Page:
But on Sunday, we get a call back. What did you say, sorry? [Makda] From a company called Omega Appliance Repair. Who says we've booked two appointments with them and need to cancel one. I booked for Upper Beaches, and I booked for Leslieville. [phone] The main company is Omega Appliance. [Makda] But I didn't call Omega Appliance. I thought I was calling two different companies. [♪♪♪] [Makda] After much confusion we agree to one service call.

Coming! [Makda] And that leads us to today. Where we learn that even the repairman is confused. It's to the left. Can I just ask, sorry, which company are you? Okay, because I called Upper Beaches. I don't know! What do you mean, though? I also called Leslieville, and then I got a call yesterday. You're Leslieville? You're Omega Appliance. Okay, because I don't know who you are! Yes, please. [♪♪♪] [Makda] This same kind of confusion happens with Joseph Renaud of Ajax, Ontario… -Hey, Joseph! -Hello. [Makda] How are you? Good, good. [Makda] ..when he needs to repair the oven in this rental unit he owns. So, here's the stove over here and it's actually a problem with the bake element inside. [Makda] Joseph calls a company called Ajax Appliance Repair, a local business with great reviews. At the time, they had 23 reviews and all of them were five-star, so I thought they must be pretty reliable. [Makda] But when the technician arrives, the simple repair becomes over $400 dollars.

In my head, I just thought, "This sounds like way too much." Joseph asks for a written quote and is surprised to see it's not from Ajax Appliance Repair. It's from Omega Appliance. [Makda] What did you think about that? I thought it was a little fishy, so then I went and did some searching on Omega Appliances, and it had very poor reviews. [Makda] When you saw all of these complaints with Omega, what did you think? I thought, honestly, it was unethical to advertise as a local company and use a different company's name. [Makda] All this makes us wonder, does Ajax Appliance Repair really even exist? We hop into our cars and go looking for answers. [Makda] This looks like where we need to be. Yeah, this looks like Westney Road here. [Makda] There's a Shoppers Drug Mart.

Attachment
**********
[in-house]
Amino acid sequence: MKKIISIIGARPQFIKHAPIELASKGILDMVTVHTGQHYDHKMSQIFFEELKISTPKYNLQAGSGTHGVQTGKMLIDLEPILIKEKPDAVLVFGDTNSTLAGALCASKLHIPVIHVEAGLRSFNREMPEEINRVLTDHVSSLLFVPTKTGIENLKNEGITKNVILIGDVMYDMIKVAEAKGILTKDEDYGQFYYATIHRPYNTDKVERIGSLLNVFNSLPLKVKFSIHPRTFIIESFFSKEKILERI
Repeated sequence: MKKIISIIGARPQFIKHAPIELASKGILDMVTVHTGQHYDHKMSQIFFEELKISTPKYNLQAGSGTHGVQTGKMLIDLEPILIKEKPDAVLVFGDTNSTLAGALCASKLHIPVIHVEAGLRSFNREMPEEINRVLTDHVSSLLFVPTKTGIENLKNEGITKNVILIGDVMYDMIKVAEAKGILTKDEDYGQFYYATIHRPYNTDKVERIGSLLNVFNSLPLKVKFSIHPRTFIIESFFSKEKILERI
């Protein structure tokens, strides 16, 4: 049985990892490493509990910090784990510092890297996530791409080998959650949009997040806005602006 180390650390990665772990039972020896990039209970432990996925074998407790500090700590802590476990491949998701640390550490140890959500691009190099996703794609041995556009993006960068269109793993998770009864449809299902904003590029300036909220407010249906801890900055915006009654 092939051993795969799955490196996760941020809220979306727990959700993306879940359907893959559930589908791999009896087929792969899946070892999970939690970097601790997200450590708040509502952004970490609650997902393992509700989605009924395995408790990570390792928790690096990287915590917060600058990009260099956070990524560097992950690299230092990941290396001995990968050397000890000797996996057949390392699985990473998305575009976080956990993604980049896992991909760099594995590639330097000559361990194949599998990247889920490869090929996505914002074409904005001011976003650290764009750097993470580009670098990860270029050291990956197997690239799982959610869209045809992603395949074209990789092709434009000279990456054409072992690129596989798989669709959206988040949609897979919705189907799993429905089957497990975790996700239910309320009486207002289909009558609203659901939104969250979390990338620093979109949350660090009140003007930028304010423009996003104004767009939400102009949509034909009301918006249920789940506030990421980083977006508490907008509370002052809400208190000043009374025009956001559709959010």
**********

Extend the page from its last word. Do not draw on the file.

Looks like a clinic. Fast food on this side. The address for Ajax Appliance Repair turns out to be this plaza. Looks like just a plaza here. Yeah, it doesn't look like any appliance company here. [Makda] When we check the address for Upper Beaches Appliances, it turns out to be this clothing store. And Leslieville appliances is another shopping mall, all of them lead back to Omega. I'm locked out of my place. [Makda] If some of this is sounding familiar, it's because of a story we did last season, on a company called FC Locksmith. We've learned that FC is owned by the same people who own Omega Appliance. [Makda] There it is. And that does not look like a locksmith company. That does not look like a locksmith company. [Makda] Nope. In that story, we discover dozens of fake locksmith locations on Google Maps all linked to FC. After our story airs, all those fake locations are removed. But now we're finding fake appliance repair listings linked to FC's sister company, Omega.